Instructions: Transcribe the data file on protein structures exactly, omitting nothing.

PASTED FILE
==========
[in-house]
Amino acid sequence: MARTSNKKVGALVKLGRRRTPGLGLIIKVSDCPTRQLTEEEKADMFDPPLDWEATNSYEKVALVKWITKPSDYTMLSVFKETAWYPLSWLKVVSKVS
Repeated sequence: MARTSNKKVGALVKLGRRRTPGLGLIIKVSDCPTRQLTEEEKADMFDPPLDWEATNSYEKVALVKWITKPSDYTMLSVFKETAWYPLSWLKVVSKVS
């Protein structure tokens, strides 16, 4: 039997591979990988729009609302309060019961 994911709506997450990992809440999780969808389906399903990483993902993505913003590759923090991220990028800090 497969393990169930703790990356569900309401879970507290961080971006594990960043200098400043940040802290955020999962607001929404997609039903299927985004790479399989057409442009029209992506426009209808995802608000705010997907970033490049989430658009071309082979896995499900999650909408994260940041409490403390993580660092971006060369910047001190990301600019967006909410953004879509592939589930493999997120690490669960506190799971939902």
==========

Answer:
[in-house]
Amino acid sequence: MARTSNKKVGALVKLGRRRTPGLGLIIKVSDCPTRQLTEEEKADMFDPPLDWEATNSYEKVALVKWITKPSDYTMLSVFKETAWYPLSWLKVVSKVS
Repeated sequence: MARTSNKKVGALVKLGRRRTPGLGLIIKVSDCPTRQLTEEEKADMFDPPLDWEATNSYEKVALVKWITKPSDYTMLSVFKETAWYPLSWLKVVSKVS
């Protein structure tokens, strides 16, 4: 039997591979990988729009609302309060019961 994911709506997450990992809440999780969808389906399903990483993902993505913003590759923090991220990028800090 497969393990169930703790990356569900309401879970507290961080971006594990960043200098400043940040802290955020999962607001929404997609039903299927985004790479399989057409442009029209992506426009209808995802608000705010997907970033490049989430658009071309082979896995499900999650909408994260940041409490403390993580660092971006060369910047001190990301600019967006909410953004879509592939589930493999997120690490669960506190799971939902």